Drag is the air resistance that all aircraft experience in flight and it acts parallel to the relative airflow. Drag is broken down into two categories – induced drag and parasite drag. We’ll start by looking at induced drag.
We’ve learnt the aerofoil creates a total reaction by altering the speed and direction of the air flowing over it, and the total reaction has two components – lift and drag. The drag component is known as induced drag.
Since the lift and induced drag are components of the total reaction, it makes sense that whenever we increase the total reaction by increasing the angle of attack, we also increase induced drag.
As angle of attack increases, the pressure difference between the top and bottom of the wing also increases. At the end of the wing, there is no barrier to prevent the higher pressure below the wing from spilling around the wingtip and over the top of the wing.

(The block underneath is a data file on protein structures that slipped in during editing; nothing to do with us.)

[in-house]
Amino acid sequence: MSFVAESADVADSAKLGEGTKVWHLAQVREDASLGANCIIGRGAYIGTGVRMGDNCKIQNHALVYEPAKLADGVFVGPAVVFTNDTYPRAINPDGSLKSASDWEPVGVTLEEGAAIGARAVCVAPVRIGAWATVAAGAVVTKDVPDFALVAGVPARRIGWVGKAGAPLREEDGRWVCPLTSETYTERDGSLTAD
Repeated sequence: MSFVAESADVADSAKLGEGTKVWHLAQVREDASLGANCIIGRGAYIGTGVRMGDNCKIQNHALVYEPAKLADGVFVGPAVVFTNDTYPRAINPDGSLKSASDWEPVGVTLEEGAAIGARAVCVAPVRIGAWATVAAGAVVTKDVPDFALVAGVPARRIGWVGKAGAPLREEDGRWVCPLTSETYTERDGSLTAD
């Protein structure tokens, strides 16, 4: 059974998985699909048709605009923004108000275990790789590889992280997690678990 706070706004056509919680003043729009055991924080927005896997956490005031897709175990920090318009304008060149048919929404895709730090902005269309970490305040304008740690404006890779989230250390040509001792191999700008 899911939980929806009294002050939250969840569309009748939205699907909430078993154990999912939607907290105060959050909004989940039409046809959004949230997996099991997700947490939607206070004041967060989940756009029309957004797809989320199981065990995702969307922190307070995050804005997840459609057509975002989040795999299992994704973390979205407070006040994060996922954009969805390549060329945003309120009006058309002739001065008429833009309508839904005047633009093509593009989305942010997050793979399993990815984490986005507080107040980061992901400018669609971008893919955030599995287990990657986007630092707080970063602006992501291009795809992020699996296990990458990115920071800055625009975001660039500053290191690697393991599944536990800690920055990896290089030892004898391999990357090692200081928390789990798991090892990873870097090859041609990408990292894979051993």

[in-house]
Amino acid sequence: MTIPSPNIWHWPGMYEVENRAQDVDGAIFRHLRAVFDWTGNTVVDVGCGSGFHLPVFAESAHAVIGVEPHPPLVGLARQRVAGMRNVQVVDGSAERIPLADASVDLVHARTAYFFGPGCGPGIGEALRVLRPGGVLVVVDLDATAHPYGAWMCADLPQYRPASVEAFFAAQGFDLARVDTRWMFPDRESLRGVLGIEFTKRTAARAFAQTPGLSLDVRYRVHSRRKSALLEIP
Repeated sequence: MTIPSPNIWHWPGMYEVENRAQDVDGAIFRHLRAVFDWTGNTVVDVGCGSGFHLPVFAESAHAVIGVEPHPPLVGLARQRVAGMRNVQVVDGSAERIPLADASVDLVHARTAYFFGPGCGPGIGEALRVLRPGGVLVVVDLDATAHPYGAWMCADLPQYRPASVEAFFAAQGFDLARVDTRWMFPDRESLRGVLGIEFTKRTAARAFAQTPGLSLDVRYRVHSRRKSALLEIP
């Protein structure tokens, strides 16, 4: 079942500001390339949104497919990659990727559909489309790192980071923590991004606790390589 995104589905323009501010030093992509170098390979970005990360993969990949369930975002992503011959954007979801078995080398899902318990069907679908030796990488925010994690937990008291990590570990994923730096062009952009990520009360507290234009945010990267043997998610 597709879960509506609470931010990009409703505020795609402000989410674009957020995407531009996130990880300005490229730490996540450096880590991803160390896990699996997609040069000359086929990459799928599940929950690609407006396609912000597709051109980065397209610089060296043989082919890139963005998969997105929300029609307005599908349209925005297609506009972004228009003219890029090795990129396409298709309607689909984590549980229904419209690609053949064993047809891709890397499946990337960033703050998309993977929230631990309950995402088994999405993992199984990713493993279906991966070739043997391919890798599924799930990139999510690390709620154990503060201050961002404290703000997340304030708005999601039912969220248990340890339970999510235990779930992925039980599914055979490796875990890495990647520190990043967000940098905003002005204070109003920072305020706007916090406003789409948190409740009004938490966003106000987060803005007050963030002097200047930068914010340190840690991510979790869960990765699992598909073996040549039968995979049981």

This creates a spiraling airflow trailing behind the wingtips – known as a wingtip vortex.
The energy that is used in creating these wingtip vortices comes from the forward movement of the aircraft and is experienced as drag. So as angle of attack increases, the wingtip vortices cause induced drag to increase significantly.
As speed increases, the angle of attack is reduced to maintain level flight and the pressure difference between the top and bottom of the wing reduces.
This reduces the strength of the wingtip vortices and so induced drag decreases as speed increases. Conversely, a decrease in speed results in an increase in induced drag.